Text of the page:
A planned carbon capture and sequestration hub in Calcasieu Parish could abate some $11 billion in environmental damages over its lifetime, according to a new report by LSU’s Center for Energy Studies.
Gulf Coast Sequestration plans to build in Louisiana the nation’s first hub that would permanently store carbon dioxide, with its target market being large industrial facilities looking to reduce their lifecycle greenhouse gas emissions. Along with abating climate damages, the study also says the project would support nearly 1,150 construction jobs and 375 permanent jobs.
Encouraged by tax incentives included in the Inflation Reduction Act, companies are experimenting with capturing CO2 and either using it or storing it deep underground. Those proposals have been met with skepticism, though, reports the New York Times, by some environmentalists who say carbon capture could distract from efforts to reduce emissions in the first place.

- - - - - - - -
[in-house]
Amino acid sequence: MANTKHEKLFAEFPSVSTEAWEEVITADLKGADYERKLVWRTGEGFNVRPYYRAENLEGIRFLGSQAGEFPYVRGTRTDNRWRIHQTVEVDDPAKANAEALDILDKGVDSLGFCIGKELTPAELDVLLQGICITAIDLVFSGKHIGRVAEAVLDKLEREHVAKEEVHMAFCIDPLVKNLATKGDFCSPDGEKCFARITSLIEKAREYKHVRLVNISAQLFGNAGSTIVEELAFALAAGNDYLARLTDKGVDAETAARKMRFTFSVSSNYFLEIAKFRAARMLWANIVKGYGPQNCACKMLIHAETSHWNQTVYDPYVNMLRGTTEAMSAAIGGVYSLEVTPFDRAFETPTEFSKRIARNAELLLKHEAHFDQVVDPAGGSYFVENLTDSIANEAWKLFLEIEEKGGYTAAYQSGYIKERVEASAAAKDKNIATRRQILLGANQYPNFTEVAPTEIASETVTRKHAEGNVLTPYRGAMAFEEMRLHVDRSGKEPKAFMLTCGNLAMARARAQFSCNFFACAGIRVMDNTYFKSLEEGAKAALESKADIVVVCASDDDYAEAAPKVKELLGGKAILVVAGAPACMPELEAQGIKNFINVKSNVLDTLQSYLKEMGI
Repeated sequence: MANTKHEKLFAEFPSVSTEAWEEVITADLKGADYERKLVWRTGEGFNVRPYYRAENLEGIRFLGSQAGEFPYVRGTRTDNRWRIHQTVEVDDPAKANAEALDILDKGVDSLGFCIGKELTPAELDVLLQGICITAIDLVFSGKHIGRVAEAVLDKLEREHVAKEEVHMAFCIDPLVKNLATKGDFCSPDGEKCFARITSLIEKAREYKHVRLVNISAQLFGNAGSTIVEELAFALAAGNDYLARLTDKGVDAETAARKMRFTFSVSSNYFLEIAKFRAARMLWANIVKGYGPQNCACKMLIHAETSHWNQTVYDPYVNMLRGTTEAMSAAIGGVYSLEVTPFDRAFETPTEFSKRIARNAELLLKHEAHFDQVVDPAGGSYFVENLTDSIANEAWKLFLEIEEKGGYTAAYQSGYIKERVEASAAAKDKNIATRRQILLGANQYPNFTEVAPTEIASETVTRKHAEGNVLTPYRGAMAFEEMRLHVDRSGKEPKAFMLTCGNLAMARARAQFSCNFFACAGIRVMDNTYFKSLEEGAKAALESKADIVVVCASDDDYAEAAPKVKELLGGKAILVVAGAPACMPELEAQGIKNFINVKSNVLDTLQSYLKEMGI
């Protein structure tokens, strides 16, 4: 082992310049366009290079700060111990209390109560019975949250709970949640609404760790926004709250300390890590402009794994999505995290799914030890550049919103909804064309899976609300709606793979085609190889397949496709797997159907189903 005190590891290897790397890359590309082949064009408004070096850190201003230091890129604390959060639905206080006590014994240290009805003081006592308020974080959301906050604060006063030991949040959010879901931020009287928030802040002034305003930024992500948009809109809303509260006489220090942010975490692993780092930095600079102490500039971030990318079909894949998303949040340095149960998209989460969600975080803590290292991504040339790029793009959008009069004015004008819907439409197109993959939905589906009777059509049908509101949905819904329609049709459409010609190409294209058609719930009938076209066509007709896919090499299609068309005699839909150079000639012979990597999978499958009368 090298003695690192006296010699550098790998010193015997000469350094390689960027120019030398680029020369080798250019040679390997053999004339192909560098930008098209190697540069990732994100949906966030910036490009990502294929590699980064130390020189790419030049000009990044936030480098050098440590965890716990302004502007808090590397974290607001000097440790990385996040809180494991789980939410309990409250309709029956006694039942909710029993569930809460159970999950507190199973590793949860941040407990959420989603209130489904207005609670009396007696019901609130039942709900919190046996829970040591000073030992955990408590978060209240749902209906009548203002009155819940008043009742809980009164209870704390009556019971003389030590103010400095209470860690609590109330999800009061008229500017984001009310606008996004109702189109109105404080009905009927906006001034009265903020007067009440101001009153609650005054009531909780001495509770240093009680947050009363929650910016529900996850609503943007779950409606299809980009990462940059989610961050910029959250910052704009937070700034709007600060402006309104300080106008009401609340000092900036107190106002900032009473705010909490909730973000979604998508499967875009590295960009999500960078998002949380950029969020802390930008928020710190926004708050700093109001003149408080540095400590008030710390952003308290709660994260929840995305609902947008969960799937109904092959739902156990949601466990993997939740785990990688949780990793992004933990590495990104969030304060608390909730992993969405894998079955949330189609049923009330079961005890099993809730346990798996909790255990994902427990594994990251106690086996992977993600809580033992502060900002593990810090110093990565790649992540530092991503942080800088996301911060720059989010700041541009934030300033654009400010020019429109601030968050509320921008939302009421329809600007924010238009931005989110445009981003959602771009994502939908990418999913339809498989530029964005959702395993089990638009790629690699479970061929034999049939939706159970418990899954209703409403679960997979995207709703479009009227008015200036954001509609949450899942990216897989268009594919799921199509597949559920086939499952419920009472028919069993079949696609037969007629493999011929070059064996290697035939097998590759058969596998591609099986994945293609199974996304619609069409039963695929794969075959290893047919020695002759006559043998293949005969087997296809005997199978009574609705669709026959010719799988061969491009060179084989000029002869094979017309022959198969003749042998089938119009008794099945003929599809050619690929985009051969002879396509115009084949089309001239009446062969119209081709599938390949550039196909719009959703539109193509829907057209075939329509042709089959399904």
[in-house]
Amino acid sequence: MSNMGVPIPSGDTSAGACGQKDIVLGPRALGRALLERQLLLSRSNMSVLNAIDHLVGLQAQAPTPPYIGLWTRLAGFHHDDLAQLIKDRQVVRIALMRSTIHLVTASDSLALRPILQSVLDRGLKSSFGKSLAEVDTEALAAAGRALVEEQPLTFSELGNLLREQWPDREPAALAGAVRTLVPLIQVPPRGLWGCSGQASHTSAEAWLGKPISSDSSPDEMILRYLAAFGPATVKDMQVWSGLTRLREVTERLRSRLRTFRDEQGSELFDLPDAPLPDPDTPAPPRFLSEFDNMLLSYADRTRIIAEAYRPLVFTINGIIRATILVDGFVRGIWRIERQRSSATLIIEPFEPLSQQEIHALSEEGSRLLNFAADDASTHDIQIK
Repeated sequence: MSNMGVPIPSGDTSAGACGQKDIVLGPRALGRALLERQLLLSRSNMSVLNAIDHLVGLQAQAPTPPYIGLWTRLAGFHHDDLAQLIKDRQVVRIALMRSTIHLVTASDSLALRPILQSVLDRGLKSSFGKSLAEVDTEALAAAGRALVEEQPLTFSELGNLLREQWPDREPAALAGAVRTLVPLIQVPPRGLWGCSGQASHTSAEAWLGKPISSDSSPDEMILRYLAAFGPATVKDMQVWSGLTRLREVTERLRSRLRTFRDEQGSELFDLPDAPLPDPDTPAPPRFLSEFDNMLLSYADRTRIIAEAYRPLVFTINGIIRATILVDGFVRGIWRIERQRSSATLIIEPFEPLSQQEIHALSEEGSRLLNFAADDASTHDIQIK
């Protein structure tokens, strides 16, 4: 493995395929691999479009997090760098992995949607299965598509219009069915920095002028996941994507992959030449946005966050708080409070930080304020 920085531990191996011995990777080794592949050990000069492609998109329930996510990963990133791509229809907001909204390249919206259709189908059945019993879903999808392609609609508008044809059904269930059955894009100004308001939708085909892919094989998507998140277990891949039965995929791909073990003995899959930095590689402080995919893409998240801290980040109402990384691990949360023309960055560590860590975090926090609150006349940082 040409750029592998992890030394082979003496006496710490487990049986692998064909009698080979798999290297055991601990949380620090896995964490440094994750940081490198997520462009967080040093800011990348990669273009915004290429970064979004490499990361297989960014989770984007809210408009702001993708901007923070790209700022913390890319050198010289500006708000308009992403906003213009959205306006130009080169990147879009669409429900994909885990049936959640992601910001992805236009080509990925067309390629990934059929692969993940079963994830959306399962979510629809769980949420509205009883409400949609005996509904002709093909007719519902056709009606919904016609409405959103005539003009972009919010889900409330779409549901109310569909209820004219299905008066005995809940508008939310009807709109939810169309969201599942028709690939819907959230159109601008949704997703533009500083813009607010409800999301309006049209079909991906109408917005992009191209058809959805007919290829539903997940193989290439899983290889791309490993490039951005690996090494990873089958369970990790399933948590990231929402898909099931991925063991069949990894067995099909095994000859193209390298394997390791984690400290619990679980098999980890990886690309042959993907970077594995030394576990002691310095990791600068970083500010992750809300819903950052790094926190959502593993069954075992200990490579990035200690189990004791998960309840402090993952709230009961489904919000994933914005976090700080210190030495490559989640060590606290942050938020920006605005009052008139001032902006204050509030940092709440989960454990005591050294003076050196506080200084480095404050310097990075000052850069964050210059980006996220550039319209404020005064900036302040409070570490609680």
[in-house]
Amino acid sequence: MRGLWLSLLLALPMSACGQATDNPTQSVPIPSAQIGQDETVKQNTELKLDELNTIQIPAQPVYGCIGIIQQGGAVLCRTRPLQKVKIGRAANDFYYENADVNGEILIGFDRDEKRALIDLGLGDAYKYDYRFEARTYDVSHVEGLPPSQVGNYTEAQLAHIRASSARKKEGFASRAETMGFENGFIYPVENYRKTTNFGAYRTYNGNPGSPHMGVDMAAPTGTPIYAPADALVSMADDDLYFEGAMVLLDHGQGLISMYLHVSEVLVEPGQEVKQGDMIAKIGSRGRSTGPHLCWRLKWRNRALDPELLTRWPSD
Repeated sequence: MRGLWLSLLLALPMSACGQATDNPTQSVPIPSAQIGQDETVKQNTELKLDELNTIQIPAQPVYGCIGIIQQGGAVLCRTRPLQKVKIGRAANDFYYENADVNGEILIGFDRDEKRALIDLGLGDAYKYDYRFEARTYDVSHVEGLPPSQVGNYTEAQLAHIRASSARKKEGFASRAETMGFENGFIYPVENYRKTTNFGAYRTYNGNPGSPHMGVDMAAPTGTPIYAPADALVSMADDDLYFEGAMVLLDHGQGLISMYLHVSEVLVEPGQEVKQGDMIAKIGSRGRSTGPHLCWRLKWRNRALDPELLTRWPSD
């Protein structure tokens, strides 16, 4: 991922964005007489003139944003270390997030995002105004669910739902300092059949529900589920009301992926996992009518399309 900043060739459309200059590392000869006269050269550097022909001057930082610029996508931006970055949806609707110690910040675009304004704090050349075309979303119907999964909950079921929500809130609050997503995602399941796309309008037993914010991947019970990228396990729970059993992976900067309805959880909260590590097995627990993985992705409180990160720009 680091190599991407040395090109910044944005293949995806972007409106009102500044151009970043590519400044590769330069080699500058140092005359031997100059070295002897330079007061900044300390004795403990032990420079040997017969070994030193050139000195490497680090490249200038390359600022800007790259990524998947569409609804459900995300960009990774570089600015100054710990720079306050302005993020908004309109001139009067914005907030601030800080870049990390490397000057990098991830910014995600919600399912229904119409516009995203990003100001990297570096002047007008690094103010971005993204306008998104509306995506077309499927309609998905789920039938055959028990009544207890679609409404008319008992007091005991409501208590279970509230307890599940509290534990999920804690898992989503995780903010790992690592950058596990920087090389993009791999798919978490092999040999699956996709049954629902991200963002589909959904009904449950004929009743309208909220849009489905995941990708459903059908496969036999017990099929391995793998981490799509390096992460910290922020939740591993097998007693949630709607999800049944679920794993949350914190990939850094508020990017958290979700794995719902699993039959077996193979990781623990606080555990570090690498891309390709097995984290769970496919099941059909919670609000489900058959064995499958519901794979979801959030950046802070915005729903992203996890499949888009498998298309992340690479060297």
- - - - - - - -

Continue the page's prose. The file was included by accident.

The words “carbon capture” might suggest something like a giant air filter—and technology like that does exist. The Infrastructure Investment and Jobs Act, passed in 2021, includes money to finance a series of testing sites, but experts say that so far, direct air capture is too expensive and uses too much energy for the volume of carbon dioxide that it can capture.
Carbon capture is more efficient when it is used on sources with high concentrations of carbon dioxide, like the gas released during ethanol production, which is almost entirely CO2.
Once captured and isolated, the CO2 is pressurized into a liquid state so that it can be transported by a pipeline to a place where it can be used or stored. Two pipeline projects are currently in the works to carry carbon dioxide from Midwestern ethanol plants to sites in North Dakota and Illinois.